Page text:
Encouraged by language like this from Ministers of the Crown, the voice of the nation became louder and more menacing every day. Meetings, attended by vast multitudes of angry and determined men, were held in Liverpool, Glasgow, Edinburgh, and most of the large towns, especially where the democratic element was predominant. The worst and most destructive of the riots was at Bristol. The recorder of Bristol was Sir Charles Wetherell, noted for his vehemence in opposing Reform. Considering the excitement and desperation that had been recently exhibited throughout the kingdom, it was scarcely prudent for Sir Charles Wetherell to appear in Bristol at all on that occasion. At all events, he should have entered the city privately, and discharged the duties of his office as quietly as possible. Instead of that, he made a public and pompous entry into the city on the 20th of October, accompanied by the magistrates and a cavalcade of the Tory gentry. This offensive pageant was naturally followed by a mob of disorderly characters, hissing and groaning. They soon began to throw stones and brickbats, especially when the respectable citizens at the commercial rooms received their polemical recorder with three cheers. The mansion-house was assailed with a shower of missiles. The mayor having called upon them in vain to retire, the Riot Act was read, but the military were not called out to enforce it. Instead of dispersing, the mob overpowered the constables and drove them back, forced open the doors of the mansion-house, smashed the furniture, and armed themselves with the iron rails which they tore up from the front of the building. Sir Charles Wetherell and the magistrates providentially escaped by a back door, and the recorder made an undignified retreat from the city. The military were at length called out, and after some time the disturbance seemed to be quelled, and the dragoons, who had been much fatigued, retired for the night. Bristol, it is said, has always been distinguished for a bad mob. On the next day the rioters proceeded to the mansion-house, broke open its cellars, and regaled themselves with the contents. The military were again brought out to quell the now intoxicated rioters; but there was no magistrate there to give orders, and the troops were marched back to the barracks. The mob then proceeded in detached parties, each having a work of destruction assigned to it. One party went to the bridewell, broke open the doors, liberated the prisoners, and then set the building on fire. Another went to the new gaol and performed a similar operation there. The Gloucester county prison was next broken open and consigned to the flames. The principal toll-houses about the city shared the same fate. The bishop's palace was pillaged and burned to the ground. Becoming more maddened as they proceeded, their passions raging more furiously at the sight of the conflagration as it spread, the mob resolved that no public building should be left standing. The mansion-house, the custom-house, the excise office, and other public buildings were wrapt in flames, which were seen bursting forth with awful rapidity on every side. The blackened and smoking walls of buildings already burned were falling frequently with terrific crashing, while Queen's Square and the adjoining streets were filled with a maniacal multitude, yelling in triumph and reeling with intoxication; many of them lying senseless on the pavement, and not a few consumed in the fires which they had raised. In addition to the public buildings, forty-two dwelling-houses and warehouses were burned. The loss of property was estimated at half a million sterling. This work of destruction was commenced on Sunday, and carried on during the night. The sky was reddened with the conflagration, while the military (who had been sent into the country to avoid irritating the people) and the paralysed authorities looked on helplessly from a distance at the progress of destruction. On Monday morning, however, they recovered from their consternation, and resolved to make an effort to save the city. The magistrates ordered the military to act, and under the command of an officer of the 14th, the dragoons charged the rioters in earnest. A panic now seized the mob, who fled in terror before the flashing swords of the troops and the trampling hoofs of their horses, some of them so terror-stricken that they rushed for safety into burning houses. The number of persons killed and wounded during this terrible business was ascertained to be 110, and it is supposed that many more that were never heard of lost their lives in the burning houses. The ringleaders were tried in December, when many persons were convicted, of whom three underwent the punishment of death.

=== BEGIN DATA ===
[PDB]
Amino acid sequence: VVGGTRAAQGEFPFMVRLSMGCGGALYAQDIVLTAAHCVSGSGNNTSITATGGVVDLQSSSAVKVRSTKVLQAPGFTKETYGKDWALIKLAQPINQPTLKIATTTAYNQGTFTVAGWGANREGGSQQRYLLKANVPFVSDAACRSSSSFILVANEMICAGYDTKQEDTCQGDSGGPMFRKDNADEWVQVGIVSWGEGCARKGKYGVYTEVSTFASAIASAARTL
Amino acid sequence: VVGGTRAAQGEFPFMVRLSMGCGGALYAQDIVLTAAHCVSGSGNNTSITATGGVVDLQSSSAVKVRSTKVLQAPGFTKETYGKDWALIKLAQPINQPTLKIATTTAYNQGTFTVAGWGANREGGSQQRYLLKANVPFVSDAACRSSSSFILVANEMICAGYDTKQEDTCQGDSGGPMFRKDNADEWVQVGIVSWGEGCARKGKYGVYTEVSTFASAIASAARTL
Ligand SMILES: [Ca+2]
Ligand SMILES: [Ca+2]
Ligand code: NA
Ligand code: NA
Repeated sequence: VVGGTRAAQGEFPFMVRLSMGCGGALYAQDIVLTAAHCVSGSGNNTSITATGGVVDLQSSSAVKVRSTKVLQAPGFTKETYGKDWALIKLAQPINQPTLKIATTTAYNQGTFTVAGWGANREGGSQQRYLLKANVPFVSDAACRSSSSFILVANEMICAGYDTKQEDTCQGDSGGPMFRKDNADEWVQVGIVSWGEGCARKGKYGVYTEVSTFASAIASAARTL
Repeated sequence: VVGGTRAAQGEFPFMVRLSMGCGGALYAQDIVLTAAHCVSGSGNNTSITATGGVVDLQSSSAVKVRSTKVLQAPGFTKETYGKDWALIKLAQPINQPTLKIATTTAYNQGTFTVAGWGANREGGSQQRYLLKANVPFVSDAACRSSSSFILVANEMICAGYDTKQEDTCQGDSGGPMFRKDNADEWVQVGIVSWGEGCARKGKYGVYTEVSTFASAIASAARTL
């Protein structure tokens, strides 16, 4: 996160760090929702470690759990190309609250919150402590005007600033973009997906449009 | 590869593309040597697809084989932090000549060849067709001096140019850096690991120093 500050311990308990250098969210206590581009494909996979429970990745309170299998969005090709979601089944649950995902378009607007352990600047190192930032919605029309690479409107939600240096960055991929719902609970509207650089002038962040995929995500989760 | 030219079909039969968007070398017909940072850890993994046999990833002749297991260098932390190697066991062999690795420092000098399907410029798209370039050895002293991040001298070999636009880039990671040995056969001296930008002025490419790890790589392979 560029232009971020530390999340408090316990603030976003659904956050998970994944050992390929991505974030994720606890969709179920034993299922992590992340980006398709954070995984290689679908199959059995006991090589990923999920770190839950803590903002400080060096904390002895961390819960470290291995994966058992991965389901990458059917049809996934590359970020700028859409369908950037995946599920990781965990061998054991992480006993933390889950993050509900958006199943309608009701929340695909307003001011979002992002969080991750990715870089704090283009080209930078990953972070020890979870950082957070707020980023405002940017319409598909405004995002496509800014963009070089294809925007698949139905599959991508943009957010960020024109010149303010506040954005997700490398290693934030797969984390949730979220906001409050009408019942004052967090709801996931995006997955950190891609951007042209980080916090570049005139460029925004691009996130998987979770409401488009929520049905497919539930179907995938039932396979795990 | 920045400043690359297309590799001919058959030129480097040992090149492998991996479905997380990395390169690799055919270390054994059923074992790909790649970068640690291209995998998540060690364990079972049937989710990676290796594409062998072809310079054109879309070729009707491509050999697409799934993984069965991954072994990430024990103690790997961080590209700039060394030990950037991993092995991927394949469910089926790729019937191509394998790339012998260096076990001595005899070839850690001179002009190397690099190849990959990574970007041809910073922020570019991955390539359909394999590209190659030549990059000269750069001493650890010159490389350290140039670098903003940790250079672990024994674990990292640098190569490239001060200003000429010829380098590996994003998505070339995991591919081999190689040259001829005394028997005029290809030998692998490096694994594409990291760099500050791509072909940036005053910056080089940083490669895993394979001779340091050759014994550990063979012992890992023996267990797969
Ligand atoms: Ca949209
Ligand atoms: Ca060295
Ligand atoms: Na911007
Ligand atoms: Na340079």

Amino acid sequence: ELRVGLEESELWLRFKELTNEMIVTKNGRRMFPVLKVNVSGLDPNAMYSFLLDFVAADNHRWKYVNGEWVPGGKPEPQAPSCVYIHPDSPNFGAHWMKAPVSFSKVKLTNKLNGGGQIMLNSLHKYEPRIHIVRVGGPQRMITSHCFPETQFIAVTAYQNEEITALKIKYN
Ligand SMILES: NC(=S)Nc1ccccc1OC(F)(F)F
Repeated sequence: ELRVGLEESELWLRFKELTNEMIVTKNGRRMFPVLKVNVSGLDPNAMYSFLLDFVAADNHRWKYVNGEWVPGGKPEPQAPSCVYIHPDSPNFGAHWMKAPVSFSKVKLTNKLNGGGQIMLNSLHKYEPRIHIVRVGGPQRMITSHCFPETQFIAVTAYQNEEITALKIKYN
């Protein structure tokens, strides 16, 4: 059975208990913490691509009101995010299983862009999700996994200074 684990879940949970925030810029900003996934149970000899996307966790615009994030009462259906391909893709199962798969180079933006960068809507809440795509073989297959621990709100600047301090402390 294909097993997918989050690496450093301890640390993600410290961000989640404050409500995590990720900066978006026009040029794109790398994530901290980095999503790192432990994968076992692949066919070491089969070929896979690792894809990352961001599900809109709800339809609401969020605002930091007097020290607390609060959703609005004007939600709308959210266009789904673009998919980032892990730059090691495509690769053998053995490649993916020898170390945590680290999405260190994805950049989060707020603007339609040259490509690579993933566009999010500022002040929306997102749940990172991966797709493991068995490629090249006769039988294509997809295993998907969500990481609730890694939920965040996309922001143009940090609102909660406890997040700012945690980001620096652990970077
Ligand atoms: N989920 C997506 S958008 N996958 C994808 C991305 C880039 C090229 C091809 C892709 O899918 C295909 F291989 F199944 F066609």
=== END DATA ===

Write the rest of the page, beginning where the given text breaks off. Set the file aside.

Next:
THE JUMMA MUSJID, DELHI. (From a Photograph by Frith & Co.)